Thanks very much for any reply you might find time to type in, quickly –
    peter v quenter

    • Matt K 8 August, 2014 at 14:55 Reply

      Hey Peter – flattery will get you everywhere 🙂
      Anyway, I honestly don’t know why its taking so long. I do know that 1:1 previews take a while, but 5-6 hours on 450 images seems excessive. I wonder what happens if you create a brand new catalog, and try that same import into an empty library?
      As for the brush thing in Photoshop. I hate it. Still bugs me too :-/

  6. Alex Petrenko 9 June, 2014 at 07:50 Reply

    The only problem with suggested method is that you “Convert Photo to DNG”, not “Convert Photos to DNG”, i.e. you can convert it only one-by-one, which makes the method almost useless for already existing photos.

    PS: In fact, you, most probably don’t want to touch your old photos, so, you will use DNG for new photos only… 🙂

  7. Jason Henry 7 June, 2014 at 00:29 Reply

    Hi Matt,
    So I am looking to have a clean workflow for importing Photos using lightroom. I want to test out the ‘convert to dng’ option, but I dont want to copy to a new location. I basically want to transfer my photos from cf, then bring the folder into lightroom under the ‘add’ option. Is there a way to only convert to dng upon import rather than copying to a new location?

  8. Rich Morris 9 April, 2014 at 07:13 Reply

    I’ve just upgraded to LR 5.4 in order to be able to deal with Nikon 4s NEF files. However when I try to import from the camera to LR, the camera is recognized, but I’m only offered the import option of “copy as DNG”… the “ADD” option is greyed out. I then connected a Nikon D4 and discovered the same lack of an ADD option. (Prior to the upgrade I had been importing NEF files to LR after they had been put on the hard rive via Nikon Transfer.)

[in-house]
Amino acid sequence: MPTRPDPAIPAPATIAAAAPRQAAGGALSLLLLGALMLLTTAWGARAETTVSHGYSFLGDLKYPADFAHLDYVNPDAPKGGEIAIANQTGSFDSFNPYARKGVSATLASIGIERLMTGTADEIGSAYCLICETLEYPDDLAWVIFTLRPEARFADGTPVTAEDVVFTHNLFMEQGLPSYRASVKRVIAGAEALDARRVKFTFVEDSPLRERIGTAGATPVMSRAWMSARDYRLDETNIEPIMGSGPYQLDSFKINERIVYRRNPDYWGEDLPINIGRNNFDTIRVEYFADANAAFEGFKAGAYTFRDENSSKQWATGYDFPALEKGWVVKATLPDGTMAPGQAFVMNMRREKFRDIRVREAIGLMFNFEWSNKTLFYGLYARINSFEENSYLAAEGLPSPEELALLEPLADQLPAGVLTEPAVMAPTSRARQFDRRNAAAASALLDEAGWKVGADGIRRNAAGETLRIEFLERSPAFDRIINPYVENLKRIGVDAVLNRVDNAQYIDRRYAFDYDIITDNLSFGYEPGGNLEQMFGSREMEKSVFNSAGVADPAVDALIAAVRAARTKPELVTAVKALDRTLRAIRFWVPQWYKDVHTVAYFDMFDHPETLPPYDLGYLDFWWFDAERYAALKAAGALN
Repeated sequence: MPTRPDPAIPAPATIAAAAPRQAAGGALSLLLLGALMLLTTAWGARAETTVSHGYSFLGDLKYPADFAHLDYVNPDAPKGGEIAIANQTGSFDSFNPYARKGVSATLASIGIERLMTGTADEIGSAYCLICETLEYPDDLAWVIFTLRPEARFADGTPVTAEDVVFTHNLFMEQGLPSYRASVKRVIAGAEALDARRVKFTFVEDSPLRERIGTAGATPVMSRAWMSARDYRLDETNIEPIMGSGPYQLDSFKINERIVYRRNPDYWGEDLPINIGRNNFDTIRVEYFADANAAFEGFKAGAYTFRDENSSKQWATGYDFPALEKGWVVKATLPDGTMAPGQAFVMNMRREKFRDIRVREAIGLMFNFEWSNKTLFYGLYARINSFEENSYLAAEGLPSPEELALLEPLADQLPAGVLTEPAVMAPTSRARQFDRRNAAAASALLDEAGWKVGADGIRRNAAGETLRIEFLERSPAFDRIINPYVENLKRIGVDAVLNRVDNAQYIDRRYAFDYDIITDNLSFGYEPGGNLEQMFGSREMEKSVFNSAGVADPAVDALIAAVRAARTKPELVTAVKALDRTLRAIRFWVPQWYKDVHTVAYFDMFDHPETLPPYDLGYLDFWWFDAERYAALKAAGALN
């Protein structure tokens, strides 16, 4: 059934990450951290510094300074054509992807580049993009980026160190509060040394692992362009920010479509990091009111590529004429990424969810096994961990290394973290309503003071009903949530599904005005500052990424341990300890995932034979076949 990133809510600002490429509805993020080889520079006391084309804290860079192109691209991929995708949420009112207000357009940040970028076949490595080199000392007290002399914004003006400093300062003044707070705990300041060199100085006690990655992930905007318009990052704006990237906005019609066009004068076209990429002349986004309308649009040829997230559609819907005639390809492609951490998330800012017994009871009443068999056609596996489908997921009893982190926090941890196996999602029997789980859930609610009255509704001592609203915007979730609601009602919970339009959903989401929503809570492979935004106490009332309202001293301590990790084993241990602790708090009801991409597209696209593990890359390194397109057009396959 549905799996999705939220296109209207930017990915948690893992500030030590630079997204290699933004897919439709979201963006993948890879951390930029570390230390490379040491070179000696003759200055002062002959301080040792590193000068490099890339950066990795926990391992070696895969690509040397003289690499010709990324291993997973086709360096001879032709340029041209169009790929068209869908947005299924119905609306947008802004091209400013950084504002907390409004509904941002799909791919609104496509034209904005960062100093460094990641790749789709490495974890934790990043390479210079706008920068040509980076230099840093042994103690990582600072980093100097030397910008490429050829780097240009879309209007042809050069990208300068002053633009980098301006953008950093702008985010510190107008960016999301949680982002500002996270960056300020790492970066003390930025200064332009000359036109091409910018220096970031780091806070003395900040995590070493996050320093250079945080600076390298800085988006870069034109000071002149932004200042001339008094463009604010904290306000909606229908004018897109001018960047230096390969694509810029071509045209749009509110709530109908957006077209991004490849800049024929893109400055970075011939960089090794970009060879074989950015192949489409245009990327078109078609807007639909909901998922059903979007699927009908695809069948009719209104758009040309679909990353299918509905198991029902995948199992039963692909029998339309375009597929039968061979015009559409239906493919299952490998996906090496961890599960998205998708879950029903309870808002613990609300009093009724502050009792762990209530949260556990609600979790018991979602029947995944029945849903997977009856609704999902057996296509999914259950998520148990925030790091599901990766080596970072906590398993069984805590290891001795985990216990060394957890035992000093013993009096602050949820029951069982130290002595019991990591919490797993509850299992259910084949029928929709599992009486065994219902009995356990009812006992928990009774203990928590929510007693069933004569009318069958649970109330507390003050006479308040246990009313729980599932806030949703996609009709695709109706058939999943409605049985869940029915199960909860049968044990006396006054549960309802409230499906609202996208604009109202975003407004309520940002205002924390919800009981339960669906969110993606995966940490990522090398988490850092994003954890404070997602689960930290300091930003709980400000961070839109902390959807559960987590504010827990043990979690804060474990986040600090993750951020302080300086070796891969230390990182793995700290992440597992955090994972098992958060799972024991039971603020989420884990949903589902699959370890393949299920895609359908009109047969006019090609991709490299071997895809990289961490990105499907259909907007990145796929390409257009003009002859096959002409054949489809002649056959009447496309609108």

Is this normal behavior?

  9. Rick Bulak 6 April, 2014 at 10:16 Reply

    I apologize for being a little off topic…

    What I found works best for me (important distinction) is to save photos from the SD card to the photo file I maintain on hard drive using IE. I then Import them to LR from the hard drive location and leave them in their current location and in their legacy format (I shoot RAW using Cannon and Nikon). I have yet to experience any benefit from converting to DNG.(My former workflow converted everything to DNG which then required telling LR where I would like to place these converted files, what I would like to name them, etc…. resulting in duplicate files and a few “oopsies” that left me searching for files.)